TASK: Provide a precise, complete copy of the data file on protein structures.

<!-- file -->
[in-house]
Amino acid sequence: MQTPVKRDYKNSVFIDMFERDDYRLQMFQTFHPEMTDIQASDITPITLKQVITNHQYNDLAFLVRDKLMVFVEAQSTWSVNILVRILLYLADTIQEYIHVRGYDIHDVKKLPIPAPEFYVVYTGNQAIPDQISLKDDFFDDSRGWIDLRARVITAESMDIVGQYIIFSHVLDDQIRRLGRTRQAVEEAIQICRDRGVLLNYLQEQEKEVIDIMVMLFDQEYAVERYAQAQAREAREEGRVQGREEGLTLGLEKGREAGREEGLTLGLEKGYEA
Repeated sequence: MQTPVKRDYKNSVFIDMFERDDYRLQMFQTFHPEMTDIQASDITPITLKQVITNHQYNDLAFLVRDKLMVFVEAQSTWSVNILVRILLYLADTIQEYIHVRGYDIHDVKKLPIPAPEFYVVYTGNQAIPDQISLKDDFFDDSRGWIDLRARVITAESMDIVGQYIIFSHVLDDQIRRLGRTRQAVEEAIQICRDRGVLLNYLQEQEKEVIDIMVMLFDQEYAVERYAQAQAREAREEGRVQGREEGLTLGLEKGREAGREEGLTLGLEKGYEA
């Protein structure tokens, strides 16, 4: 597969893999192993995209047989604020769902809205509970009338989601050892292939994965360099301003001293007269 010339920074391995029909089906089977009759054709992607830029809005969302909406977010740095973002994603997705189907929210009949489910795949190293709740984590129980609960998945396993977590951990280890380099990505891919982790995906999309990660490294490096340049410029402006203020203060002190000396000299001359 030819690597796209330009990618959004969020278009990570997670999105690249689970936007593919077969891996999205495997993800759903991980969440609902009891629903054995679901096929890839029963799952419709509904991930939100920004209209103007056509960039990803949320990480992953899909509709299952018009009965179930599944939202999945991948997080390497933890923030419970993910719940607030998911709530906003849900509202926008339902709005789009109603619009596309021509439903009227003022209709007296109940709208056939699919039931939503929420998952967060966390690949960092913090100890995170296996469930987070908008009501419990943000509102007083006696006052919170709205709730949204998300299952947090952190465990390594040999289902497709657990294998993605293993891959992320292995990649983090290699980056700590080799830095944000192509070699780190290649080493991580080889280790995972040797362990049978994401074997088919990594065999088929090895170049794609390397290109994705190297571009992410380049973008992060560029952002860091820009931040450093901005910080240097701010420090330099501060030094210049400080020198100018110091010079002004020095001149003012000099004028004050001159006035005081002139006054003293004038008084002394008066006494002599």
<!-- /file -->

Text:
[in-house]
Amino acid sequence: MQTPVKRDYKNSVFIDMFERDDYRLQMFQTFHPEMTDIQASDITPITLKQVITNHQYNDLAFLVRDKLMVFVEAQSTWSVNILVRILLYLADTIQEYIHVRGYDIHDVKKLPIPAPEFYVVYTGNQAIPDQISLKDDFFDDSRGWIDLRARVITAESMDIVGQYIIFSHVLDDQIRRLGRTRQAVEEAIQICRDRGVLLNYLQEQEKEVIDIMVMLFDQEYAVERYAQAQAREAREEGRVQGREEGLTLGLEKGREAGREEGLTLGLEKGYEA
Repeated sequence: MQTPVKRDYKNSVFIDMFERDDYRLQMFQTFHPEMTDIQASDITPITLKQVITNHQYNDLAFLVRDKLMVFVEAQSTWSVNILVRILLYLADTIQEYIHVRGYDIHDVKKLPIPAPEFYVVYTGNQAIPDQISLKDDFFDDSRGWIDLRARVITAESMDIVGQYIIFSHVLDDQIRRLGRTRQAVEEAIQICRDRGVLLNYLQEQEKEVIDIMVMLFDQEYAVERYAQAQAREAREEGRVQGREEGLTLGLEKGREAGREEGLTLGLEKGYEA
């Protein structure tokens, strides 16, 4: 597969893999192993995209047989604020769902809205509970009338989601050892292939994965360099301003001293007269 010339920074391995029909089906089977009759054709992607830029809005969302909406977010740095973002994603997705189907929210009949489910795949190293709740984590129980609960998945396993977590951990280890380099990505891919982790995906999309990660490294490096340049410029402006203020203060002190000396000299001359 030819690597796209330009990618959004969020278009990570997670999105690249689970936007593919077969891996999205495997993800759903991980969440609902009891629903054995679901096929890839029963799952419709509904991930939100920004209209103007056509960039990803949320990480992953899909509709299952018009009965179930599944939202999945991948997080390497933890923030419970993910719940607030998911709530906003849900509202926008339902709005789009109603619009596309021509439903009227003022209709007296109940709208056939699919039931939503929420998952967060966390690949960092913090100890995170296996469930987070908008009501419990943000509102007083006696006052919170709205709730949204998300299952947090952190465990390594040999289902497709657990294998993605293993891959992320292995990649983090290699980056700590080799830095944000192509070699780190290649080493991580080889280790995972040797362990049978994401074997088919990594065999088929090895170049794609390397290109994705190297571009992410380049973008992060560029952002860091820009931040450093901005910080240097701010420090330099501060030094210049400080020198100018110091010079002004020095001149003012000099004028004050001159006035005081002139006054003293004038008084002394008066006494002599």